More than a decade ago, in 2009, businessmen, friends and billionaires Bill Gates and Warren Buffett held a private dinner with other billionaires in New York. Apparently host Oprah Winfrey was in attendance, as were David Rockefeller and Michael Bloomberg.
A year later, they revealed the reason for the meeting: Gates and Buffett had been consulting with other billionaires on how they could develop more impactful philanthropy. That was the germ of ‘The Ginving Pledge’ (which could be translated as ‘The promise to give’), an organization that years later has managed to raise hundreds of millions of dollars and that each year add nouveau riche.
What does it consist of? The idea was to persuade his fellow billionaires to commit to donating at least 50% of their wealth to charity. The idea was received with enthusiasm.
Ten years later, hundreds of billionaires have signed on, with Bloomberg and others big names like Mark Zuckerberg or Elon Musk among them. More than $500 billion has been pledged, and money is already being donated to a number of causes.
But that does not prevent that for some it is also considered somewhat disappointing. Despite their pledge to donate at least half their fortunes, Gates and Buffett are richer than when they started. Meanwhile, many other prominent billionaires have not signed the pledge.
A commitment without fixed deadlines
The main criticism leveled at the Giving Pledge movement is that it was not very concrete. It did not involve a donation schedule, nor did it impose any requirements on how to give the money. Neither was it binding nor was any specific commitment signed, which has caused it to be criticized as a kind of promotional route.
That does not mean, however, that it has opened a point of reflection among the richest people in the world. Gates and Buffett, pioneers in this proposal, have been adding more billionaires to their cause.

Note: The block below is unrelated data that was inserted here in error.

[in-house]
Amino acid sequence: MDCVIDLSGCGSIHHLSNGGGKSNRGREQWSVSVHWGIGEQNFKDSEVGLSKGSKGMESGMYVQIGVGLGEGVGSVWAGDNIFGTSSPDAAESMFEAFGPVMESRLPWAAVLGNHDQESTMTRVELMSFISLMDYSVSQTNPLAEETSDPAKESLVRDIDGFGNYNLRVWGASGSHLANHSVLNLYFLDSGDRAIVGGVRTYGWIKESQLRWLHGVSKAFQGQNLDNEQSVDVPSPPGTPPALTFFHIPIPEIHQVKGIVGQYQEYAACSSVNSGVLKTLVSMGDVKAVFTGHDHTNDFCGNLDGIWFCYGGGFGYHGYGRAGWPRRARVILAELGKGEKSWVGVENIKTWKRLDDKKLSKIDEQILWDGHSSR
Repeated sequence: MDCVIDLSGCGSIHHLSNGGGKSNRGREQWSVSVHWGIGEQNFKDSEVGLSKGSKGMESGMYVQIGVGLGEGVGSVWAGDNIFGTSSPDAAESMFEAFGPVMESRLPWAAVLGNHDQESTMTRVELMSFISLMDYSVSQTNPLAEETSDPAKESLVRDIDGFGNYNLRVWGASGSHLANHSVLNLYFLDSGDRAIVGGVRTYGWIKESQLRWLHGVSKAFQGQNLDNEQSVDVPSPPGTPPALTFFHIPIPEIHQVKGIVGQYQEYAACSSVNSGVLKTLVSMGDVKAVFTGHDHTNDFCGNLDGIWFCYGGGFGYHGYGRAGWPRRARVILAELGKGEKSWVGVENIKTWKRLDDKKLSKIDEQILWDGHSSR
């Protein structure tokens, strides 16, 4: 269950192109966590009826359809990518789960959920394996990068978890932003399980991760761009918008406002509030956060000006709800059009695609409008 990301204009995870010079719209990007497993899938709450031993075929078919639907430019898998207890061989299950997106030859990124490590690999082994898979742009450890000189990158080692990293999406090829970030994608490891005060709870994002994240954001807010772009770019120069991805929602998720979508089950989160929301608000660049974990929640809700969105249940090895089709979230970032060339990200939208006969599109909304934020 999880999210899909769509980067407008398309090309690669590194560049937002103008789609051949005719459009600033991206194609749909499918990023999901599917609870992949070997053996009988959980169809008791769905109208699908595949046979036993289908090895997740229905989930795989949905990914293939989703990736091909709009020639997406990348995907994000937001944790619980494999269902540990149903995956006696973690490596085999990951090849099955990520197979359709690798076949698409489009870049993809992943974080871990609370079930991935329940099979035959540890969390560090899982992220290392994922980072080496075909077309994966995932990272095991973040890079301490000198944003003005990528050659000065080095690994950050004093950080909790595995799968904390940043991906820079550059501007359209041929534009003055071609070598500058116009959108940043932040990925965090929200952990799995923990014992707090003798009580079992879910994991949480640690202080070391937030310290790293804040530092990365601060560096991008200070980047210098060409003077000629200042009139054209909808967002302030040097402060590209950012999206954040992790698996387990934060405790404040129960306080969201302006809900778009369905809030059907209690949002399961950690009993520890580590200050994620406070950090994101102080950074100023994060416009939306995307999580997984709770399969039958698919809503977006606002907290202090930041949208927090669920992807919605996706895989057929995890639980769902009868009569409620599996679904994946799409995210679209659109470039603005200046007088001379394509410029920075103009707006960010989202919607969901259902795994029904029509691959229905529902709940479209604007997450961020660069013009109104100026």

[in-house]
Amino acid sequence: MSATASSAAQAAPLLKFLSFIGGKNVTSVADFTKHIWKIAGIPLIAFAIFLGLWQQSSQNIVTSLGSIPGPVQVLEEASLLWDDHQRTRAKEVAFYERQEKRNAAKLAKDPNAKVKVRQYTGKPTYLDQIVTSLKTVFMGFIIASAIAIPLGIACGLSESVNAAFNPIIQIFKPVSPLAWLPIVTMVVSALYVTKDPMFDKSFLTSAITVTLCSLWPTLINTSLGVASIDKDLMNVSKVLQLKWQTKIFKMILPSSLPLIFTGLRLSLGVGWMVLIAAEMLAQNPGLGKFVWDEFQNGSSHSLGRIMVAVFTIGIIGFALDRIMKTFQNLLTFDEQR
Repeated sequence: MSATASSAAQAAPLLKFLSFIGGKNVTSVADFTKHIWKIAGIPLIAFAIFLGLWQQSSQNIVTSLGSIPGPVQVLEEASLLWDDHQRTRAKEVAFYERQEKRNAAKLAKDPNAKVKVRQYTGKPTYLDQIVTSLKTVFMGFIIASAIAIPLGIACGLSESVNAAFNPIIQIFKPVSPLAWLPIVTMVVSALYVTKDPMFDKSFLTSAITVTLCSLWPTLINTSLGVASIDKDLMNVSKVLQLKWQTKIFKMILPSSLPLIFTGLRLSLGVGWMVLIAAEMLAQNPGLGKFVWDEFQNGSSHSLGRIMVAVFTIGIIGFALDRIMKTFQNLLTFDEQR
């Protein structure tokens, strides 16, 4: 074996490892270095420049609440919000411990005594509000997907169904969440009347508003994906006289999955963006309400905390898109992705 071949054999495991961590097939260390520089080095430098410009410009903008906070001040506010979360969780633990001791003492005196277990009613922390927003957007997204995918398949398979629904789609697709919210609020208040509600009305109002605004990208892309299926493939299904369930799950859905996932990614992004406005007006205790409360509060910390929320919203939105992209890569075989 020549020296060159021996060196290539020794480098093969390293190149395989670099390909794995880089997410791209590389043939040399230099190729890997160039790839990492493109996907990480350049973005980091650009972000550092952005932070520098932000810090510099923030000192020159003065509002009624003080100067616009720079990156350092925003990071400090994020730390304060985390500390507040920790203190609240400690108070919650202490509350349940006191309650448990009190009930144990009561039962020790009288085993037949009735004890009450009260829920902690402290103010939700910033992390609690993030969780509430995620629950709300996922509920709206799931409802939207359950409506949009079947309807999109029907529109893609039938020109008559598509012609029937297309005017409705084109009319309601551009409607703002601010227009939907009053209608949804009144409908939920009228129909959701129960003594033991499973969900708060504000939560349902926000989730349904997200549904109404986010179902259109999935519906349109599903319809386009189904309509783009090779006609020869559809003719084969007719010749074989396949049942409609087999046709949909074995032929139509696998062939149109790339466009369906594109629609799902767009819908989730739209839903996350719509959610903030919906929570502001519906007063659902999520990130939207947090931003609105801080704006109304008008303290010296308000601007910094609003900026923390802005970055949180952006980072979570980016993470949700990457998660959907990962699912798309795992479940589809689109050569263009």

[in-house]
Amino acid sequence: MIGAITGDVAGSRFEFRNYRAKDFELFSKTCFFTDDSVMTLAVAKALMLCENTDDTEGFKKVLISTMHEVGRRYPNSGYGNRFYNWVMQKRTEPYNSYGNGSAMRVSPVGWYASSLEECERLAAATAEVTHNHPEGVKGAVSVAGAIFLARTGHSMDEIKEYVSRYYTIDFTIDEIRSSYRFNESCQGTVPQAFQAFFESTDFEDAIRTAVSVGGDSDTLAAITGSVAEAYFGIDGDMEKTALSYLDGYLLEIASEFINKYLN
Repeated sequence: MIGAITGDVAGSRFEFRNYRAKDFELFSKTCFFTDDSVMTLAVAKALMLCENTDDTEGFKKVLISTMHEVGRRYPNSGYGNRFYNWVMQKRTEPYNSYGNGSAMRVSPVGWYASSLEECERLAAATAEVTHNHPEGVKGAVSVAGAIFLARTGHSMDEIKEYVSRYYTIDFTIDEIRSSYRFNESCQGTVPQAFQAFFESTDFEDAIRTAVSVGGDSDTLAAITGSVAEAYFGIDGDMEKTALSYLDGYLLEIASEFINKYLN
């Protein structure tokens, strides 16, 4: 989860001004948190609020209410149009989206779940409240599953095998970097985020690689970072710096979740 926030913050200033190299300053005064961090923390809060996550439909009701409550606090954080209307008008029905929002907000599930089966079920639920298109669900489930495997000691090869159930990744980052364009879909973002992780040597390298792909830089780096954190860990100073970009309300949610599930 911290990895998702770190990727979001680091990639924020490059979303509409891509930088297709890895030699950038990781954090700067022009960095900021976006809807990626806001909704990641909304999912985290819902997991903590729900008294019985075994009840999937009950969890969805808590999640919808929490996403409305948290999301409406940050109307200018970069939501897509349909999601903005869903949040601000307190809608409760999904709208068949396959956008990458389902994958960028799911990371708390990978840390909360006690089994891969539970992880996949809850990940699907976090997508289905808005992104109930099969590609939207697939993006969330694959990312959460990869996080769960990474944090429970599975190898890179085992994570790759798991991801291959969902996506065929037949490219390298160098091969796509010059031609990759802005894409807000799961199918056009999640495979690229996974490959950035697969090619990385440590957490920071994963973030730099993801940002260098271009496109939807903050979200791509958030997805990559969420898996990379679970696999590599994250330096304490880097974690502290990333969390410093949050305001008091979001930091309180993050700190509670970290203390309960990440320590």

The intent, according to the Giving Pledge website, is “collectively set a new standard for generosity among the ultra-rich”. It is possible that they wanted to increase it even more: Buffett has promised 99% of his wealth, and in the first conversations a more ambitious idea of the goal of billionaire philanthropy was floated: “let the rich sit down, decide how much money they need.” and their descendants, and think what to do with the rest. Gates, recently, also assured that it will end donating the vast majority of his fortune through his foundation.
Also, at least in the early days, there was talk of urging donors not just to give more, but to do so smartly and efficiently on issues of global impact. yesHowever, Buffett is said to have objected. He did not want the commitment to dictate where, how or when to donate.
This is another aspect of the Giving Pledge that has been criticized. If a member wants to donate to their alma mater or found an art museum, I can do it above other priority lists that might be on the global agenda, like eradicating disease. The only thing that the commitment asks for is that the billionaire donate a part of his fortune; he does not push him to know where he should donate, nor does he push him to donate now.
The pledge might have had more effect if some sophisticated infrastructure had been in place to identify promising giving opportunities that could absorb billions of dollars in funding, “and transparently present the case for those giving opportunities to potential funders,” they criticized. in an analysis on the North American portal vox.
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What is ‘The Giving Pledge’, the Bill Gates and Warren Buffett club that unites millionaire philanthropists